Retro Friday is a meme hosted by Angie over at Angieville about books that are old favorites or books that bloggers think don’t get the attention it deserves. The Blue Sword is one of my favorite books of all time and I don’t get tired of rereading it. Sometimes, when I need a comfort read, I go back to this book because I just love Robin McKinley‘s writing. I’m a huge Robin McKinley fan. I realized that I never wrote about this book but I’ve been recommending it to fantasy-lovers.
Anyway, here’s the summary from Harper Collins’ website:
Harry is drawn to the bleak landscape of the northeast frontier, so unlike the green hills of her Homeland. The desert she stares across was once a part of the great kingdom of Damar, before the Homelanders came from over the seas. Harry wishes she might cross the sands and climb the dark mountains where no Homelander has ever set foot, where the last of the old Damarians, the Free Hillfolk, still live. She hears stories that the Free Hillfolk possess strange powers – that they work magic – that it is because of this that they remain free of the Homelander sway.
When the king of the Free Hillfolk comes to Istan to ask that the Homelanders and the Hillfolk set their enmity aside to fight a common foe, the Homelanders are reluctant to trust his word, and even more reluctant to believe his tales of the Northerners: that they are demonkind, not human.
Harry’s destiny lies in the far mountains that she once wished to climb, and she will ride to the battle with the North in the Hill-king’s army, bearing the Blue Sword, Gonturan, the chiefest treasure of the Hill-king’s house and the subject of many legends of magic and mystery.
The story starts with this first line: “She scowled at her glass of orange juice.” and I don’t know why I remember it but I do. The Blue Sword is one of Robin McKinley’s earlier novels and it has become a classic in YA fantasy circles. I wish I found out about this book when I was younger because I knew I would’ve loved it even then. The setting of this story is Damar, a desert kingdom where Hillfolk live and magic still exists. Harry comes to live in Istan, the Homeland’s remotest colonial town and military outpost, near Damar. Soon after she arrives, Corlath, the Hill-king, comes for a visit to warn the diplomats of the town that an invasion from the North is upon them. However, the meeting doesn’t go well and the Homelanders refuse to believe Corlath’s warning. Corlath leaves but for reasons unknown even to him, his magic urges him to go back and whisk Harry off to Damar. He then makes the King’s Riders, special warriors loyal to the Hill-king, train her as one of their own. Harry proceeds to live her dream of having adventures. She plays an integral role in the war and eventually becomes a Damalur-sol, a lady hero. Here’s another quote from the book that I really liked, that I’m sure some people can relate to:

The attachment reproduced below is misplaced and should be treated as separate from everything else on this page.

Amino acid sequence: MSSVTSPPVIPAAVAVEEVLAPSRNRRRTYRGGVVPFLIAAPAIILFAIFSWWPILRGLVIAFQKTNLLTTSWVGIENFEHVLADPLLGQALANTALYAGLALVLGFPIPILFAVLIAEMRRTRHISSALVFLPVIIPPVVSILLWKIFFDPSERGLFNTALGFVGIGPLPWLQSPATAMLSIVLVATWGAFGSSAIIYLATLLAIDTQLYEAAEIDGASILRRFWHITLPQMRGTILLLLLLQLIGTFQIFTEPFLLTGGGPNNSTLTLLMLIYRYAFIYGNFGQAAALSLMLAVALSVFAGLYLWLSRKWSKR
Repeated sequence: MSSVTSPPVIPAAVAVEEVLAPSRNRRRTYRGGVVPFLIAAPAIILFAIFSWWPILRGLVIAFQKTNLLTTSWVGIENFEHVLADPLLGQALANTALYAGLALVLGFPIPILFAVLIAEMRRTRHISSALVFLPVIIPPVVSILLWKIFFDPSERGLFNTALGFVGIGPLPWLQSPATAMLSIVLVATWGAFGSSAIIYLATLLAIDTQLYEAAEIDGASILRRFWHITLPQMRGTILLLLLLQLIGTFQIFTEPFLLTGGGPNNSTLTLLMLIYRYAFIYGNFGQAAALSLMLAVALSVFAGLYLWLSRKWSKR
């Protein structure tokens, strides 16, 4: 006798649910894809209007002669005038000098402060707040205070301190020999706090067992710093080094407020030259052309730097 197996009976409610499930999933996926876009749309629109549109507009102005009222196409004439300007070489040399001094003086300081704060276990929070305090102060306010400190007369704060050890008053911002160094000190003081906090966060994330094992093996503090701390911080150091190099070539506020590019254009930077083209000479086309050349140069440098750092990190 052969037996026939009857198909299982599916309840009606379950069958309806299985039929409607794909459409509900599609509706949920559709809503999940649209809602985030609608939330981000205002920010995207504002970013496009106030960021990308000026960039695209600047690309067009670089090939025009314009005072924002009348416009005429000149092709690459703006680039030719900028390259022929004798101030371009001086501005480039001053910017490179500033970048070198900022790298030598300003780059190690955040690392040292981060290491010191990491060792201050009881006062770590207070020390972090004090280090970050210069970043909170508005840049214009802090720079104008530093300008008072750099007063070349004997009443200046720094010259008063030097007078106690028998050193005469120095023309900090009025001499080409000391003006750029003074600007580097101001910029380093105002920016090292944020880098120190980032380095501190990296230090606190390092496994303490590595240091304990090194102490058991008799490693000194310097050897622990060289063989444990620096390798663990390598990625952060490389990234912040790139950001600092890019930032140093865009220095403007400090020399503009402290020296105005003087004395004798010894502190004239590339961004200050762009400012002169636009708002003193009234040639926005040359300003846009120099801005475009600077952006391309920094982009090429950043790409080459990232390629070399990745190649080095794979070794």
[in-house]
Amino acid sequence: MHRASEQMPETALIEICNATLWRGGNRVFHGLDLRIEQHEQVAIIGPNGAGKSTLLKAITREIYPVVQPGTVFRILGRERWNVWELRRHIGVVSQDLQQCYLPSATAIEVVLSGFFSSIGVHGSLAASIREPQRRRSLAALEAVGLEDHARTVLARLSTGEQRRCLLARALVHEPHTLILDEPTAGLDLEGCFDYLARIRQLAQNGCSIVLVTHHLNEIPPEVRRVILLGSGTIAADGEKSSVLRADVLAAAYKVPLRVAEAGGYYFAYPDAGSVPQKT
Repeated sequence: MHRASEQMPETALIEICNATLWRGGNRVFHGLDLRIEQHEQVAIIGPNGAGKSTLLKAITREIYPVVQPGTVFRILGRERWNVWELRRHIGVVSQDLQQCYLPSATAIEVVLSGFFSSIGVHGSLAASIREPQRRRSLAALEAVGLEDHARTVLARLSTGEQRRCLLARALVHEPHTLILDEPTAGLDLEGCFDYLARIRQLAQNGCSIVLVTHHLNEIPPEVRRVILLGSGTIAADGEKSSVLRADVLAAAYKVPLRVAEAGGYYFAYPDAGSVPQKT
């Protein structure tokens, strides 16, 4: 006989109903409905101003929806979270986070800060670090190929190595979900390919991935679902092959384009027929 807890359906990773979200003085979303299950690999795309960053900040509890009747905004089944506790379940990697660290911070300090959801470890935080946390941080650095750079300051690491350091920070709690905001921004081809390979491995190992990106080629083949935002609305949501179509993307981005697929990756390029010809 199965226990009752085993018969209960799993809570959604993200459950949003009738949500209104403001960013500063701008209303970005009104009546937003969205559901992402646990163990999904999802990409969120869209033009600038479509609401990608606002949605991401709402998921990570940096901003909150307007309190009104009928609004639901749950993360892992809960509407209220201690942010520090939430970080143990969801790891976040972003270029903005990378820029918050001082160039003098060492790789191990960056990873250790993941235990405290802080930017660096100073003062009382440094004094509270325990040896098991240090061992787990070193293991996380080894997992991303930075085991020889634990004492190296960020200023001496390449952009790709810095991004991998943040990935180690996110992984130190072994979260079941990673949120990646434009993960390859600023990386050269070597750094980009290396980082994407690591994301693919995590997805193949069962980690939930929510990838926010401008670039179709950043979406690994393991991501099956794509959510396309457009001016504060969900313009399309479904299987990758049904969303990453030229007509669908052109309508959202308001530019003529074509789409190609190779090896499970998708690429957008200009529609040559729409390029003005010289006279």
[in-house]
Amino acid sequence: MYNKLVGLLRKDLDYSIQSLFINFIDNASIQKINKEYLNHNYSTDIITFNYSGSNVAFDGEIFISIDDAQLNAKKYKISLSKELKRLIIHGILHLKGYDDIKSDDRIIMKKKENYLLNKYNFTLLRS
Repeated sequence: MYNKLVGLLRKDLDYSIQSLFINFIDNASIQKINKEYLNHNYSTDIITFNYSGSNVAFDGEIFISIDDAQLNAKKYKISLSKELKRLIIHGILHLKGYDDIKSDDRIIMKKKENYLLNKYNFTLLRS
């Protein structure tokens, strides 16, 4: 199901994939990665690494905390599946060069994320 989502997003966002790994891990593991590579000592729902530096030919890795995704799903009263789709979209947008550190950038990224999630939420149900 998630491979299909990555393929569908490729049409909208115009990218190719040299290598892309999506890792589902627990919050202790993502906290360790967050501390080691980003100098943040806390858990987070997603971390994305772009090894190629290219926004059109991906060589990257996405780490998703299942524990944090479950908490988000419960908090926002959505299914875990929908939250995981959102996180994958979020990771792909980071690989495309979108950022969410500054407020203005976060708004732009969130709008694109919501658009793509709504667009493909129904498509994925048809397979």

“She had always suffered from a vague restlessness, a longing for adventure that she told herself severely was the result of reading too many novels when she was a small child.”
I love this book. I love the characters – Harry and Corlath and everyone else who helps them along the way. Corlath is one of my fictional crushes and Harry and Corlath are in my favorite literary couples. I love the setting and Robin McKinley’s lyrical writing style. I highly recommend this book for fans of YA fantasy and anyone who likes to read about strong female protagonists. The Hero and the Crown is the prequel to The Blue Sword and is set 500 years before Harry’s time. It tells the story of Aerin, the original heroine who carried Gonturan.